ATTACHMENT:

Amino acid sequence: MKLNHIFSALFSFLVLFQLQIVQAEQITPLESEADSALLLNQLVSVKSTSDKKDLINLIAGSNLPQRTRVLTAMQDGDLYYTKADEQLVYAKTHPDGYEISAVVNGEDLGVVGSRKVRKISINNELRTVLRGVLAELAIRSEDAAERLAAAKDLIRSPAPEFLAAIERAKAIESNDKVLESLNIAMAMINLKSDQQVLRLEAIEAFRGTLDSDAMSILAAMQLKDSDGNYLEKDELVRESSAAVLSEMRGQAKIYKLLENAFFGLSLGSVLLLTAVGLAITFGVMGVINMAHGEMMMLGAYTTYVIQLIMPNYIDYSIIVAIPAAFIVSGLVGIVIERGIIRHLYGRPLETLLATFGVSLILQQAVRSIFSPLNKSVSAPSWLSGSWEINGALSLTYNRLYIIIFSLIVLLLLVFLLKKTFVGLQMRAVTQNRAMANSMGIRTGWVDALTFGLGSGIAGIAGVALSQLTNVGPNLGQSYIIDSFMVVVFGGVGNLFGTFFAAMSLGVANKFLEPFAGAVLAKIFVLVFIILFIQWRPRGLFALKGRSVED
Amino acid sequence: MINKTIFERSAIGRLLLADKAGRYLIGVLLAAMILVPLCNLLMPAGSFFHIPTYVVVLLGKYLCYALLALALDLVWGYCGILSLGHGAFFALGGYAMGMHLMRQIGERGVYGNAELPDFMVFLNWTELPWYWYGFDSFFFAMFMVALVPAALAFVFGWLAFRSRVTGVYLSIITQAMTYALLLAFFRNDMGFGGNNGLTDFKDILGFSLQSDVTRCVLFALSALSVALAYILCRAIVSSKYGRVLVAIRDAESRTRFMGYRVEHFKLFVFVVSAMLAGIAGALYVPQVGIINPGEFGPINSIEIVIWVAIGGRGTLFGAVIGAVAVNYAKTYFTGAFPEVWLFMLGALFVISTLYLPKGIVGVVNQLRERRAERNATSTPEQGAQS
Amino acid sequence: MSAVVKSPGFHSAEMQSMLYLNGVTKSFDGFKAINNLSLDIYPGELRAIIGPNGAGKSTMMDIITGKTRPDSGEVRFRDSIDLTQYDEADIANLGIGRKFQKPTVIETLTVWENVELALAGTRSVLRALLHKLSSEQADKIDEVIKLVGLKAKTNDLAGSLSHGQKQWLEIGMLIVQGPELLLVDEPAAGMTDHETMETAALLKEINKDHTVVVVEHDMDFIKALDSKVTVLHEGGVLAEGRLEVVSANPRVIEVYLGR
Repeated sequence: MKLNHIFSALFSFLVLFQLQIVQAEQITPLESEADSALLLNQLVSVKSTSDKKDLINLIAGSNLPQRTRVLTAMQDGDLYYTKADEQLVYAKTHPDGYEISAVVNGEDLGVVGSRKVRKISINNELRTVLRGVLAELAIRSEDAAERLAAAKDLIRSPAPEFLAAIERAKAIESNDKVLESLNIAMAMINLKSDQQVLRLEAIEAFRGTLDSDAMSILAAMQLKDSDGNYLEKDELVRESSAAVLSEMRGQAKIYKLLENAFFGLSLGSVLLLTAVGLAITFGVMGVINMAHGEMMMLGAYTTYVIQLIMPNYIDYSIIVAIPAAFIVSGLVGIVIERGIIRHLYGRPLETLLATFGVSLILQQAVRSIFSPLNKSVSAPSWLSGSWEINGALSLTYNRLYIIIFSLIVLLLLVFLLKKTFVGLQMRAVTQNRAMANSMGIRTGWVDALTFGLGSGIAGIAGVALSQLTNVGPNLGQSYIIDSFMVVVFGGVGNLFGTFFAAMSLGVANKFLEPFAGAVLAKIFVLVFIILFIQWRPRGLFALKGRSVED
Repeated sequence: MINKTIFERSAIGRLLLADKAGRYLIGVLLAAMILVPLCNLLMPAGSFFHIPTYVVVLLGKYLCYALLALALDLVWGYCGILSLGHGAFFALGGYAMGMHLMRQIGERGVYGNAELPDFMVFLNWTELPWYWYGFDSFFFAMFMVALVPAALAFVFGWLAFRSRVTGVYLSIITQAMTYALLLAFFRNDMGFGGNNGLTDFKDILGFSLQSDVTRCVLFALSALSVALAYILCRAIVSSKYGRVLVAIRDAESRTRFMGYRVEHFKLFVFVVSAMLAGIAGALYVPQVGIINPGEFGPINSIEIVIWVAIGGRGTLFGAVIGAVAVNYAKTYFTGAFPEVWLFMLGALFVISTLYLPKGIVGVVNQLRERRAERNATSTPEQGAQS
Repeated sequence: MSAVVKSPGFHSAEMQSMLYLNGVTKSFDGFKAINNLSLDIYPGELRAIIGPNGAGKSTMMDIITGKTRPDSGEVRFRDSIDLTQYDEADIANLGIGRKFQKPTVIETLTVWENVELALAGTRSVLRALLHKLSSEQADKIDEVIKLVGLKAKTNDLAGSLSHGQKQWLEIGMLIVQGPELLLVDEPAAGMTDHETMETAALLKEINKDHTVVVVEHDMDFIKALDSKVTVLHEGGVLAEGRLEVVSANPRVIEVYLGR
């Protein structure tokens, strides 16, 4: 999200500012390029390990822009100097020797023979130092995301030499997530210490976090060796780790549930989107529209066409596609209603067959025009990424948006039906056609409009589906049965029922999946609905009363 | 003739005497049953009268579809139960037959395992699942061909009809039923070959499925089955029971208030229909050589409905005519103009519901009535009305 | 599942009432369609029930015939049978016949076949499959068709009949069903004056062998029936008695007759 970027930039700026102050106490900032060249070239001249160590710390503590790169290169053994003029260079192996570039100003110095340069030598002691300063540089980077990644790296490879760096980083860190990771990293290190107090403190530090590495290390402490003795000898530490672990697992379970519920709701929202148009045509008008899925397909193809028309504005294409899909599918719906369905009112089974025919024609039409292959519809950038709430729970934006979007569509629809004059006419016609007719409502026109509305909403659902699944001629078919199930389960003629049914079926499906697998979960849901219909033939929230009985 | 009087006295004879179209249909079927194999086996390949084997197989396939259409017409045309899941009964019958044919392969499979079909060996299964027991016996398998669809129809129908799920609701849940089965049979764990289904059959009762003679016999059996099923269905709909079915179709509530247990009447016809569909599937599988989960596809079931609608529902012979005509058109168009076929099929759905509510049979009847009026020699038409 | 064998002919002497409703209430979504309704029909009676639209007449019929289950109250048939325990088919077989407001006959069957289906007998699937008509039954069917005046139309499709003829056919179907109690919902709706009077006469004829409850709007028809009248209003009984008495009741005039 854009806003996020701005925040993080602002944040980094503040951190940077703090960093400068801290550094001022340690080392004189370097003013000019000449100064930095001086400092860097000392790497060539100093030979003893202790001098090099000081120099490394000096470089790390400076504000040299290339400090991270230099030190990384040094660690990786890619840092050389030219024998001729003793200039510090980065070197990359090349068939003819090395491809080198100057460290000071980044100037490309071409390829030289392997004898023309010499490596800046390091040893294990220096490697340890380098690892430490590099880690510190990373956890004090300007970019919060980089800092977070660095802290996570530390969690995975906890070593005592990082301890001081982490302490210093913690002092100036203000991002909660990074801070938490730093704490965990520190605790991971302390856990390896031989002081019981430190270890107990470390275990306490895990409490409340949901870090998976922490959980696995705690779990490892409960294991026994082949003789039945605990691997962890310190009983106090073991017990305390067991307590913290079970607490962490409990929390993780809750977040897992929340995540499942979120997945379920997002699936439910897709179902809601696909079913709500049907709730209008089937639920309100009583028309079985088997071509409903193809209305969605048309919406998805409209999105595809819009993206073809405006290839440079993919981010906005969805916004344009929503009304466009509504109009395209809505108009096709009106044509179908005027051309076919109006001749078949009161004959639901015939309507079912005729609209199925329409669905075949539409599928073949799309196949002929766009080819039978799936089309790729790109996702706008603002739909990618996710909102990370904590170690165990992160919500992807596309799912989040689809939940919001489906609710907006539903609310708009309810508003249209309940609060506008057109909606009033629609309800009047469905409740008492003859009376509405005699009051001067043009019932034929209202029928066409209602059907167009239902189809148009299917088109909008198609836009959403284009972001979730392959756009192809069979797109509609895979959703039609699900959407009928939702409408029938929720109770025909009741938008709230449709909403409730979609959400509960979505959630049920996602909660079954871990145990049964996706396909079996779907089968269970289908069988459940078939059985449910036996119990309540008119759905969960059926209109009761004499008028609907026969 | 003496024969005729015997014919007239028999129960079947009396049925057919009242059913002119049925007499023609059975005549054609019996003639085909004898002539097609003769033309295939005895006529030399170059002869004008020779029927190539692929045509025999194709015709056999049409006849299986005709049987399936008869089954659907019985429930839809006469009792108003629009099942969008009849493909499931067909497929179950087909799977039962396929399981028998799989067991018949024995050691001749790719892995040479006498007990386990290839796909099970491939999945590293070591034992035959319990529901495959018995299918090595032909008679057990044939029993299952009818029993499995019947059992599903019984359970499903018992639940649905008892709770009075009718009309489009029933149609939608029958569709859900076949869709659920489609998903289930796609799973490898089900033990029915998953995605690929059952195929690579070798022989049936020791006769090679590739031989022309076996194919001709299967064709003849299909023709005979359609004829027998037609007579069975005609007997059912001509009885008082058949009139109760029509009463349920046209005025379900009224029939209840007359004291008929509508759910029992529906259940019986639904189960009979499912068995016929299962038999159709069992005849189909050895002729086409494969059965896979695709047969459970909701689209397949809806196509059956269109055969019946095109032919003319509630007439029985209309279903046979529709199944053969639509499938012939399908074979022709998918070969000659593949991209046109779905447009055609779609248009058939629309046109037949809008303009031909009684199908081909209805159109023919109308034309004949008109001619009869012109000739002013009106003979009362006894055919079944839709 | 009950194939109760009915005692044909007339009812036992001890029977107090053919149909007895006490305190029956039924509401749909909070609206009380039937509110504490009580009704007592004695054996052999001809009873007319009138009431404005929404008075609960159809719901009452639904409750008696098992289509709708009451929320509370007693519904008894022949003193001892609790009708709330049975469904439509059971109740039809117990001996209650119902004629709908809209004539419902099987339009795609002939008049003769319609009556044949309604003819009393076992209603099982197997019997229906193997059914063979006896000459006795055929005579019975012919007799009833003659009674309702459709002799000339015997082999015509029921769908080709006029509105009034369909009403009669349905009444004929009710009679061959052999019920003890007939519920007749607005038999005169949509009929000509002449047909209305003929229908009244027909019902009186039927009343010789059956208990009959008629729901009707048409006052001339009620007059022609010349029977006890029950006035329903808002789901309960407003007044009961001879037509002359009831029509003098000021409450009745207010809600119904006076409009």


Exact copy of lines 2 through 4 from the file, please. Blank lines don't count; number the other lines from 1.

Amino acid sequence: MINKTIFERSAIGRLLLADKAGRYLIGVLLAAMILVPLCNLLMPAGSFFHIPTYVVVLLGKYLCYALLALALDLVWGYCGILSLGHGAFFALGGYAMGMHLMRQIGERGVYGNAELPDFMVFLNWTELPWYWYGFDSFFFAMFMVALVPAALAFVFGWLAFRSRVTGVYLSIITQAMTYALLLAFFRNDMGFGGNNGLTDFKDILGFSLQSDVTRCVLFALSALSVALAYILCRAIVSSKYGRVLVAIRDAESRTRFMGYRVEHFKLFVFVVSAMLAGIAGALYVPQVGIINPGEFGPINSIEIVIWVAIGGRGTLFGAVIGAVAVNYAKTYFTGAFPEVWLFMLGALFVISTLYLPKGIVGVVNQLRERRAERNATSTPEQGAQS
Amino acid sequence: MSAVVKSPGFHSAEMQSMLYLNGVTKSFDGFKAINNLSLDIYPGELRAIIGPNGAGKSTMMDIITGKTRPDSGEVRFRDSIDLTQYDEADIANLGIGRKFQKPTVIETLTVWENVELALAGTRSVLRALLHKLSSEQADKIDEVIKLVGLKAKTNDLAGSLSHGQKQWLEIGMLIVQGPELLLVDEPAAGMTDHETMETAALLKEINKDHTVVVVEHDMDFIKALDSKVTVLHEGGVLAEGRLEVVSANPRVIEVYLGR
Repeated sequence: MKLNHIFSALFSFLVLFQLQIVQAEQITPLESEADSALLLNQLVSVKSTSDKKDLINLIAGSNLPQRTRVLTAMQDGDLYYTKADEQLVYAKTHPDGYEISAVVNGEDLGVVGSRKVRKISINNELRTVLRGVLAELAIRSEDAAERLAAAKDLIRSPAPEFLAAIERAKAIESNDKVLESLNIAMAMINLKSDQQVLRLEAIEAFRGTLDSDAMSILAAMQLKDSDGNYLEKDELVRESSAAVLSEMRGQAKIYKLLENAFFGLSLGSVLLLTAVGLAITFGVMGVINMAHGEMMMLGAYTTYVIQLIMPNYIDYSIIVAIPAAFIVSGLVGIVIERGIIRHLYGRPLETLLATFGVSLILQQAVRSIFSPLNKSVSAPSWLSGSWEINGALSLTYNRLYIIIFSLIVLLLLVFLLKKTFVGLQMRAVTQNRAMANSMGIRTGWVDALTFGLGSGIAGIAGVALSQLTNVGPNLGQSYIIDSFMVVVFGGVGNLFGTFFAAMSLGVANKFLEPFAGAVLAKIFVLVFIILFIQWRPRGLFALKGRSVED